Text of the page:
The focus is to build on their current knowledge and clinical experience. This is achieved through critical analysis of contemporary care practices for a child or adult following burn trauma and/or for a child or adult who may need plastic or reconstructive surgery from: immediate resuscitation; during the critical and acute phases of care; wound healing; and the peri-operative phase of rehabilitation and beyond. Patients’ physical, psychological and psychosocial needs are explored and discussed. The roles of the family and members of the multidisciplinary team are also explored to promote an integrated approach to burn care.

Applicants are qualified healthcare professionals working in an area where they manage patients with a burn injury or plastic reconstructive surgery. This may include working in a burn centre, trauma unit, intensive care unit, plastic surgery unit, A&E or primary care.

The course aims to advance existing knowledge and expertise, and develop specialist clinical decision making in the assessment, treatment and management of children or adults following burn trauma and/or requiring plastic or reconstructive surgery. It also enables students to develop higher levels of judgement and decision making in line with specialist practice criteria.

The modules cover:

  • Anatomy and physiology of the skin and underlying tissues;
  • Principles of plastic and reconstructive surgery;
  • Ethical issues in burn care;
  • Congenital deformities;
  • Traumatic wounds;
  • Classification and management of specific types of burns;
  • Contemporary wound management practices;
  • Primary burns surgery;
  • Altered body image;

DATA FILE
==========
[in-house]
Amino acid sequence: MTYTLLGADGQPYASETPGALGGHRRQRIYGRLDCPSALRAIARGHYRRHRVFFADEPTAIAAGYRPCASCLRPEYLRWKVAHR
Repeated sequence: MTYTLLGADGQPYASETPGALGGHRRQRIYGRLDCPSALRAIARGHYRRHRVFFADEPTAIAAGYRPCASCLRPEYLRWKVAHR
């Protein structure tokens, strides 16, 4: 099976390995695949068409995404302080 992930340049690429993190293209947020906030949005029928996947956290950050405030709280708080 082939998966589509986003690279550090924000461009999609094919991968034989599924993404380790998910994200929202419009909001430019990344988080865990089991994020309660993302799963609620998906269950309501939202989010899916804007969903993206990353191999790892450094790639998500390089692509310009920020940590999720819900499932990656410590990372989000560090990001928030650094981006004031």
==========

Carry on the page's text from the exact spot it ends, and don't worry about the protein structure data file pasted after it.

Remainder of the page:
• Management of scarring and contractures.

The course is delivered in two modules (burns module and plastics module) over 10 weeks. Summative assessment for the modules is through submission of a portfolio of evidence.

The process

There are few such courses around the country and this one provides models to meet the needs of paediatric and adult patients in the field of burn care and plastics. A multidisciplinary approach to course delivery allows a wide range of expert knowledge to be shared. This helps to address the theory-practice gap identified in the training needs analysis.

These are the key steps in setting up the course, which other trusts might find helpful:

  • Create a proposal outlining the project’s aims, timeframe, costs and benefits for the trust;
  • Present the proposal to the directorate manager to ensure full support;
  • Seek approval from the trust education forum with funding from the university education contract;
  • Create a course synopsis, module handbook, objectives and approach the university for accreditation;
  • Receive approval and assign a university course leader;